The Redeem Team: New nickname, new outlook for U.S. at Olympics
It's a story worth noting in part because Redd, a shooter of cane-sugar sweetness, will provide Team USA with a skill essential to success at the Beijing Olympics. But it's most notable because it shows that representing the land of the sport's invention is once again an honor worth getting gussied up for.
After decades of sending coaches overseas to stage clinics, the panjandrums of USA Basketball are now letting knowledge flow in the opposite direction. For the past three years Colangelo has presided over the first standing U.S. men's national team, using as his model the stable programs that have helped countries such as Argentina (at the 2004 Games) and Spain (at the '06 world championships) win the gold medals that Americans once took for granted. "It's a total 180," says guard
The U.S. program maintains a pool of 33 pros, all committed for a three-year cycle that includes a worlds and an Olympics. The team itself is chosen by a committee of one, Colangelo, who defers readily to coach
An autopsy of the debacle in Athens turned up a number of causes. The team featured only three holdovers from the group that had qualified the previous summer, and seven of the original nine invitees withdrew. In the end some 14 players turned down Uncle Sam, invoking excuses from family obligations to lingering injuries to the security situation in Greece. As a result, coach
Technically, LeBron -- or LeBronze, as he came to be known -- was right: The loss to Puerto Rico merely signaled the end of uninterrupted U.S. Olympic basketball hegemony dating back to the 1992 Dream Team. After losing to Lithuania in pool play and Argentina in the semifinals, Brown pronounced himself "humiliated," and the Americans headed home in a fog of alibis, citing the fouls whistled on center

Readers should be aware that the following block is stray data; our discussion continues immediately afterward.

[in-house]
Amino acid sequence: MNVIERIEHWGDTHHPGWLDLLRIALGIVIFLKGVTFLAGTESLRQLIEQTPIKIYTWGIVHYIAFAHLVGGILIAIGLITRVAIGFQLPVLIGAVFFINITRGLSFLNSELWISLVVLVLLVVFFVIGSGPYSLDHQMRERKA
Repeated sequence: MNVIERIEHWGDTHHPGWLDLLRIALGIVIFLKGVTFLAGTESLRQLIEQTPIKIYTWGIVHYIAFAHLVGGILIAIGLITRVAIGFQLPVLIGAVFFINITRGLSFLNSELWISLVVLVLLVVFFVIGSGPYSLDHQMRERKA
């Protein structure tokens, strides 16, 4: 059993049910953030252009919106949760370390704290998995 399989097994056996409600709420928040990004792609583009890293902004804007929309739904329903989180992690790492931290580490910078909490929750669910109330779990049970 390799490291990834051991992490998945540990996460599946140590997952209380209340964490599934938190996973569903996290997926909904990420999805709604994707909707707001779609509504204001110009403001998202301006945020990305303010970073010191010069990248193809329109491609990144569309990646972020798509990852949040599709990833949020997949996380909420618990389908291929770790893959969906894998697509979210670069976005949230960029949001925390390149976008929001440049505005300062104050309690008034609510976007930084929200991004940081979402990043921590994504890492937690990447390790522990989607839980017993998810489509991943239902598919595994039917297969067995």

Enter Colangelo, 68, who over a half century has been a player, coach or executive at every level of the game. "The way they conducted themselves left a lot to be desired," he says of the 2004 team. "Watching and listening to how people reacted to our players, I knew we'd hit bottom." Colangelo told NBA commissioner
In 2005 Colangelo arranged face-to-face sit-downs with every prospective national team player, to hear in their own words why they wanted to represent their country. The few good men to set things right wouldn't be paid or guaranteed playing time, much less a starting spot. Still, Colangelo says, "I got buy-in. Halfway through my talk with him, LeBron said, 'I'm in.' " Indeed, among the nearly 30 players he approached, only the San Antonio Spurs' Duncan and then Minnesota Timberwolves foward
With its star power and the smell of success, the expanding player pool became a recruiting tool in its own right; USA Basketball no longer found itself in the role of supplicant, and veterans such as
There have been stumbles along the way. Two summers ago at the world championships in Japan, Greece, a team without a single NBA player, beat the U.S. in the semifinals with a flurry of high pick-and-rolls, an NBA staple. "It's been overanalyzed," Colangelo says of that game. "There were six minutes [during which] they made every shot and we missed free throws. But it might have been the best thing to happen to us. We kept pounding on our guys that the international gap had closed and we needed to respect every opponent."